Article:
Before that, she’s heading from her home in England to Morocco on a half-term school break with her two daughters. Plus, she’s experiencing such wretched technical glitches that she missed a Skype interview yesterday and had to rebook. Today, she apologetically comes on 24 minutes late, something so uncharacteristic that her personal assistant, who is in Zurich, has begun to worry. Life is a little frenetic, Thomas confesses.

Yet, when I ask her why diamonds hold such an allure, all of a sudden, the busy executive life seems to vanish. She savours her answer—and when it comes, it’s unexpected. Yes, there’s the thrill of the hunt. But she is a geologist, and so within the diamond she also reads the violent secrets of the inner Earth that created it billions of years ago, when the planet was much younger. Continue Reading →

South Africa: Mining industry is about to come to a standstill – by Felix Njini and Thomas Biesheuvel (Bloomberg/Moneyweb – March 24, 2020)

South Africa’s iconic mines, from the ever-deepening gold shafts on which the economy was founded to massive iron ore pits and rich platinum seams, are about to go silent.

From midnight Thursday, all but a few coal operations needed to fuel the country’s power stations are expected to be included in a nationwide lockdown aimed at containing the coronavirus. The sweeping shutdown is unprecedented in the 150-year history of South Africa’s mining industry, which today employs more than 450 000 people.

President Cyril Ramaphosa is moving quickly to curb the virus spread as infections threaten to spiral out of control in a country with an already strained health system and rampant unemployment. The army will help police to enforce the lockdown, with grocers, pharmacies, banks, filling stations and other essential services allowed to remain open. Continue Reading →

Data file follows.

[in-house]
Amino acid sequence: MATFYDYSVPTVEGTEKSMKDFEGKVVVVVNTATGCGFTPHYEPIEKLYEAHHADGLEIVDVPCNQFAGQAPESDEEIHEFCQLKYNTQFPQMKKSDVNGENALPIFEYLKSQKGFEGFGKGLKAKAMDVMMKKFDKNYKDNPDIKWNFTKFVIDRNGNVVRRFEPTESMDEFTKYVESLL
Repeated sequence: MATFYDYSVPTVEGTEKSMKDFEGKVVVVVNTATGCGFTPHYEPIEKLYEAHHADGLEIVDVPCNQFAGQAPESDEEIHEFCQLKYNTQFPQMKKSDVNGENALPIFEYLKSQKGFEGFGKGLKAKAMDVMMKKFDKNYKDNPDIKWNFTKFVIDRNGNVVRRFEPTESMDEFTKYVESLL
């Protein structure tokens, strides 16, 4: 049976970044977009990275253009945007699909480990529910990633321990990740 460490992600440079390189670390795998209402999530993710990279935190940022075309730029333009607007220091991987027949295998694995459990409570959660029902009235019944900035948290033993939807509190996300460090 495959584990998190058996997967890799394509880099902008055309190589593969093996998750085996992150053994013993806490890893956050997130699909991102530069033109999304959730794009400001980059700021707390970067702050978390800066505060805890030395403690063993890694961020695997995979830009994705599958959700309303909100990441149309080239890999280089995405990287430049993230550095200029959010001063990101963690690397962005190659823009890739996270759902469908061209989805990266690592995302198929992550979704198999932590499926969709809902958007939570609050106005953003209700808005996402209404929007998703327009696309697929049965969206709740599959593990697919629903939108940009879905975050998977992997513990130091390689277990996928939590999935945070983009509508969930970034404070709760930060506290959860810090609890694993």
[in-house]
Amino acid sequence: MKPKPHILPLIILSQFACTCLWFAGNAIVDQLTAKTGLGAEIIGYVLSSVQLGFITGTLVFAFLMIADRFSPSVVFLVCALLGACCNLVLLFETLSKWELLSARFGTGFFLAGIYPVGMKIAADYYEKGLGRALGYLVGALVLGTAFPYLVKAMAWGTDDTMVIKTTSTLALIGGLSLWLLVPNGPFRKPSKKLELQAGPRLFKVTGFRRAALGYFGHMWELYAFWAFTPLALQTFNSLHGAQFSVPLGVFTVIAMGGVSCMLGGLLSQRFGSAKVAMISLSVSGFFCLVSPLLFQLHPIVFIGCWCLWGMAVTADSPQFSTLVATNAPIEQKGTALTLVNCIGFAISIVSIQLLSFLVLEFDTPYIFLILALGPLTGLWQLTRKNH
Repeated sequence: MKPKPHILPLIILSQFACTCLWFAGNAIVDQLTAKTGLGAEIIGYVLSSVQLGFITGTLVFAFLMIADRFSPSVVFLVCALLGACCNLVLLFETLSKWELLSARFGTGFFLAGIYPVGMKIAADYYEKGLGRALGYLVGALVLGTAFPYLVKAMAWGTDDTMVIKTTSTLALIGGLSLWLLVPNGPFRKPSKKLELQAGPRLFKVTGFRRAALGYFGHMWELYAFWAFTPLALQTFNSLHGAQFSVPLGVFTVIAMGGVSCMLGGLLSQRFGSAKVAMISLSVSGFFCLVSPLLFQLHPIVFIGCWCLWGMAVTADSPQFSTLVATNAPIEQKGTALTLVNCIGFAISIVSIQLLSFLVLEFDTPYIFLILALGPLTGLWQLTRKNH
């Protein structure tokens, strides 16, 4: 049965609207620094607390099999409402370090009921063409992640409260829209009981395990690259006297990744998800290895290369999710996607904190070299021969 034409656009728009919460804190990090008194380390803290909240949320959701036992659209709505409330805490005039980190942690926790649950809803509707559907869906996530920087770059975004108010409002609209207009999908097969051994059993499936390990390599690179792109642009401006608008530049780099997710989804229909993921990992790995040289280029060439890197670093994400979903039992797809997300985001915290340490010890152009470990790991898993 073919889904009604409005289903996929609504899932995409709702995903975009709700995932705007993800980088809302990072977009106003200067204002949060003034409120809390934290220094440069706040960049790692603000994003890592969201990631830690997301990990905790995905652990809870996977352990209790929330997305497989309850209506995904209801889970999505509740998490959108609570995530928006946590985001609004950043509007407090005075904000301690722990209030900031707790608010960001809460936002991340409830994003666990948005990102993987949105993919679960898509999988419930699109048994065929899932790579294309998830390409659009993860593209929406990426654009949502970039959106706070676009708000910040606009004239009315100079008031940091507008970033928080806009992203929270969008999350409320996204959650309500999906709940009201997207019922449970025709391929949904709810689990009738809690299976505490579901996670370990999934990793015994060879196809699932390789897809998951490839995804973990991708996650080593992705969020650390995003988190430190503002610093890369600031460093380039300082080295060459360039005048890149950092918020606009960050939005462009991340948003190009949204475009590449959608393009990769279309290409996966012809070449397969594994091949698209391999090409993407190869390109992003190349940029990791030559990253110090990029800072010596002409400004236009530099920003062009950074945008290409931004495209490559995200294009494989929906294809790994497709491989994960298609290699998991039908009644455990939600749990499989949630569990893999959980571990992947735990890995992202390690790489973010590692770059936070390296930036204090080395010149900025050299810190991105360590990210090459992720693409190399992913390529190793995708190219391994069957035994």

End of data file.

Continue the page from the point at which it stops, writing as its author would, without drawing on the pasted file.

Britain’s Endeavour to acquire Montreal-based Semafo in $1-billion deal – by Niall McGee (Globe and Mail – March 24, 2020)

Britain’s Endeavour Mining Corp. plans to acquire Canadian gold miner Semafo Inc. in a friendly deal worth $1-billion as an increasing cadre of global mining companies pare back operations and conserve cash with the COVID-19 pandemic worsening.

West Africa-focused Endeavour has agreed to pay 0.1422 of its shares for each Semafo share, a 55-per-cent premium to Semafo’s closing price on Friday.

London-based Endeavour, whose main listing is on the Toronto Stock Exchange, operates gold mines in Ivory Coast and Burkina Faso. Montreal-based Semafo’s main operations are in Burkina Faso, including its biggest mine, Boungou, which was idled late last year after a deadly terrorist attack. Continue Reading →

Democratic Republic of Congo locks down mining area, workers sent home over coronavirus – by Hereward Holland (Reuters U.S. – March 23, 2020)

KINSHASA (Reuters) – Democratic Republic of Congo imposed a two-day lockdown in part of its copper and cobalt heartland on Monday, as two of the country’s largest mines took steps to reduce staff levels in response to an accelerating coronavirus outbreak.

The governor of Haut-Katanga province, Jacques Kyabula, issued the lockdown order late on Sunday. He said the boundaries of the southeastern province, which is home to concessions owned by Ivanhoe, MMG Ltd and Chemaf, would also be closed after two people tested positive for the virus in the provincial capital, Lubumbashi.

However, Congo’s health minister said late on Monday that subsequent testing revealed the two, who had flown from the national capital Kinshasa on Sunday, were not infected, meaning there have not been any cases in the southeast. Continue Reading →

Endeavour stock slides, Semafo soars, after $1-billion buyout announced – by Dan Healing (BNN/Bloomberg/Canadian Press – March 23, 2020)

MONTREAL — A $1-billion deal to combine two Quebec companies with West African gold mining operations was met with sharply divergent reactions from their shareholders on Monday.

Stock in Montreal-based Endeavour Mining Corp. fell by as much as $4.15 or 19.2 per cent to $17.50 on the Toronto Stock Exchange after it announced the deal to acquire Semafo Inc. In contrast, Montreal-based Semafo rose by as much as 32 per cent or 64 cents to $2.63.

The acquisition includes Semafo’s Boungou gold mine in Burkina Faso which was shut down in November after gunmen attacked a bus convoy of 241 workers on the road to the operation, killing 39 people and injuring at least 60 others. Continue Reading →

Mining sector needs visionaries, revolutionaries – by Melissa Fourie ( – March 18, 2020)

JOHANNESBURG – South Africa’s mining industry finds itself in a perfect storm: disruption caused by state capture, a failing Eskom and an economy in recession, a global energy transition juggernaut, a climate emergency – and more recently, coronavirus.